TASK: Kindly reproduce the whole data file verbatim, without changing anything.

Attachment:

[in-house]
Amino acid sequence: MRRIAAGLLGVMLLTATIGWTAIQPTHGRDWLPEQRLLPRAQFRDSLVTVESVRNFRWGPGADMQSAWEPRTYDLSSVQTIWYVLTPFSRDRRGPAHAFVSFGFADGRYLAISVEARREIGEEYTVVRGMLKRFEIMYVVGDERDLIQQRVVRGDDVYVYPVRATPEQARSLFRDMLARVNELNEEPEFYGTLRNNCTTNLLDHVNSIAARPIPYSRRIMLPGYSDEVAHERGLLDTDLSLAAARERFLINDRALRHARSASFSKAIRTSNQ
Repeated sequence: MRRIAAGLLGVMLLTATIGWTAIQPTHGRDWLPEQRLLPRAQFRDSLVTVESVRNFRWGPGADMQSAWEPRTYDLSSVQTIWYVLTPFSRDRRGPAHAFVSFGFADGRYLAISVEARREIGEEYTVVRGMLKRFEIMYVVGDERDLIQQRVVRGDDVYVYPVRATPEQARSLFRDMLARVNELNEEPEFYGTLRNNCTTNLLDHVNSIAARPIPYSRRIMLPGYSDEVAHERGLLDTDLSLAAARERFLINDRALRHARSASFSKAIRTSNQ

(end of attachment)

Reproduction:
[in-house]
Amino acid sequence: MRRIAAGLLGVMLLTATIGWTAIQPTHGRDWLPEQRLLPRAQFRDSLVTVESVRNFRWGPGADMQSAWEPRTYDLSSVQTIWYVLTPFSRDRRGPAHAFVSFGFADGRYLAISVEARREIGEEYTVVRGMLKRFEIMYVVGDERDLIQQRVVRGDDVYVYPVRATPEQARSLFRDMLARVNELNEEPEFYGTLRNNCTTNLLDHVNSIAARPIPYSRRIMLPGYSDEVAHERGLLDTDLSLAAARERFLINDRALRHARSASFSKAIRTSNQ
Repeated sequence: MRRIAAGLLGVMLLTATIGWTAIQPTHGRDWLPEQRLLPRAQFRDSLVTVESVRNFRWGPGADMQSAWEPRTYDLSSVQTIWYVLTPFSRDRRGPAHAFVSFGFADGRYLAISVEARREIGEEYTVVRGMLKRFEIMYVVGDERDLIQQRVVRGDDVYVYPVRATPEQARSLFRDMLARVNELNEEPEFYGTLRNNCTTNLLDHVNSIAARPIPYSRRIMLPGYSDEVAHERGLLDTDLSLAAARERFLINDRALRHARSASFSKAIRTSNQ